#55 There’s no time to slow down, it’s Peak Phase

You gotta know when to hold ’em…..

To me, knowing the time to be patient and the time to push (and having the discipline to follow-through) are some of the key elements required for top-notch endurance racing.  It’s so difficult to predict how much you’ll have left “in the tank” and therefore how best to position yourself to peak at the right moment……

The bad news is, this is an antsy time for me……one which allows my relative inexperience as a racer shows through…I find this to be the confounding time when I start to question everything and try to put the final touches on many weeks of training in order to set myself up for that great racing experience so many go after and so few really obtain.  Lacking the experience to sit back and stay calm and not question every detail is a huge advantage, one I’m unfortunately not working with yet…..and so I press on.

The current status of things is good but not great…..I had a super busy work-week which really limited my training time and I only managed to get 3 workouts in.  After my 2-a-day session last Sunday, I decided (based on my trashed legs) to not recover on the roads, but rather to hit the pool……short swim did me wonders, I felt pretty good by Tuesday.  Tuesday evening, I did a 1200m repeat “ladder” workout (1 fast, 2 faster, 3 fastest, 4 faster, 5 fast) with a mile warm-up and mile cool down……and then nothing…..Wed and Thursday were super crazy days and with an only slightly less crazy day on Friday and my last “long” planned for Saturday AM, I just decided to go to bed early and be ready for “22” in the morning.

The 22 miler went fairly well……for the first 18.  I was just about where I wanted to on pacing and things were feeling pretty good…..and like clockwork, I started to get real tired.  I decided to allow myself to let my pace drop a bit (something I always regret a little b/c I wind up thinking I could-a, should-a) and finished up with some very very tired legs…..hmmm, enter the “questioning”:  

  • Did I push too hard in the early miles?  Possibly.  
  • Should I have taken some different nutrition? Possibly.  
  • Should I have taken in more fluid?  Likely.  
  • Different clothes to adjust for a cold AM and then more warmth by the end?  Perhaps.  
  • Was my pain appropriate for the distance and pace?  I guess.  
  • Should I start slower and push harder later on?  Almost always.

Well, there’s no changing it now….it is what it is….and now it’s time to work toward a peak. So I’ve decided to really try to focus on this phase to make sure my legs are fresh and pain is controlled (the hip and R lower extremity were pretty tolerable, but not great on the 22) and my fitness level is at it’s top.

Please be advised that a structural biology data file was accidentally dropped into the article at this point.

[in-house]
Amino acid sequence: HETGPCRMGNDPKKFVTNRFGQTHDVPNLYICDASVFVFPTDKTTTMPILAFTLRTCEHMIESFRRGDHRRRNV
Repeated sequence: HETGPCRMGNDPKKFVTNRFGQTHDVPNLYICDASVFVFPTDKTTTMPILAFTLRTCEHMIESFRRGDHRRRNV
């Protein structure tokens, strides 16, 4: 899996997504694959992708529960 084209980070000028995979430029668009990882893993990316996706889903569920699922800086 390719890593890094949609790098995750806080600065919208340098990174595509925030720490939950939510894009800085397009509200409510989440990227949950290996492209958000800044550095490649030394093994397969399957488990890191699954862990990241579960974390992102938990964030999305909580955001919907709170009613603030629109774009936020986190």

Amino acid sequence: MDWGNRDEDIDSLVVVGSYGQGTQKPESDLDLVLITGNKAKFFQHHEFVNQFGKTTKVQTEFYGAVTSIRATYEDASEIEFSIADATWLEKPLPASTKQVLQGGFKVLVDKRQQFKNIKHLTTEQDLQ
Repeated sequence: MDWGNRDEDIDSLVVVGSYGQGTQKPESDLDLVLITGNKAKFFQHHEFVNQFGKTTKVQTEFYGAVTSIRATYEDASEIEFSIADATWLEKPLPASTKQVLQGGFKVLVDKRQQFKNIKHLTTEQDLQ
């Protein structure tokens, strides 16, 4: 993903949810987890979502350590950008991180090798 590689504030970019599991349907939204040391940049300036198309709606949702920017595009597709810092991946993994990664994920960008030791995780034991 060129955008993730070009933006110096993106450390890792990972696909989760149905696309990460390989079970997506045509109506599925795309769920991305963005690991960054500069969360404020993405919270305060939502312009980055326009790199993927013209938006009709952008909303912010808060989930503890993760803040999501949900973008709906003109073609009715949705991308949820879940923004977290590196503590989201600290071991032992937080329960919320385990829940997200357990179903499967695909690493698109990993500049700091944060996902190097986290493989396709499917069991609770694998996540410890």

3 Pronged Plan: Intensity, Nutrition, Recovery

In general this means crank up the intensity and down the volume, to give my legs some time to repair and “refresh” themselves, but at the same time work on that top gear a little……that’s the theory anyway.  Most people look at this phase as a “taper”, which sounds so much better b/c it implies a slow reduction…..however, I find that mentally, I do much better at staying focused in this part of the plan if I think of it as “peaking”, which is a concept often used by triathlon coaches.  

This week I’ll be trying to get in at least 4 and possibly 5 workouts, a couple of short-ones (30 minutes or less), a couple of pace sessions (speed work or the like but not more than 1 hour) and one tempo run (not more than 8 miles).

In case you’re wondering, I’m NOT on his diet plan

On the nutrition front, I’ve been increasing my percentage of calories from protein, to help with the repair from the increased pounding.   I probably need to make sure my micro-nutrients are in check (vitamins & minerals) too. 

As the volume decreases, even with the increased intensity, I’ll likely lower my caloric intake a bit to get toward race weight which translates to about a 3-5 lb weight loss over the next three weeks (doable).

In addition to speed work and nutrition, the final leg of my 3 pronged peaking plan will be REST.  I need to get some badly.  I can feel my semi-annual cold coming on (which says the seasons are officially changing and the air is drying out some) and, let’s be honest, I’ll be really pissed if I worked this hard to only be rundown walking to the starting line.

And on that note……there’s a foam roller calling my name.

To the summit,

Mike E.

P.S.  Shout out to my PACER teammates who completed the Philly 1/2 and Full Marathon.  Chris, Gina, Linda and Wandy…..great job!  Glad the race went well.  Thoughts and prayers to the racers and families who suffered losses today.  Heard the unfortunate news that 2 men suffered fatal heart attacks at/near the finish line and as many as 10 others were taken to the hospital.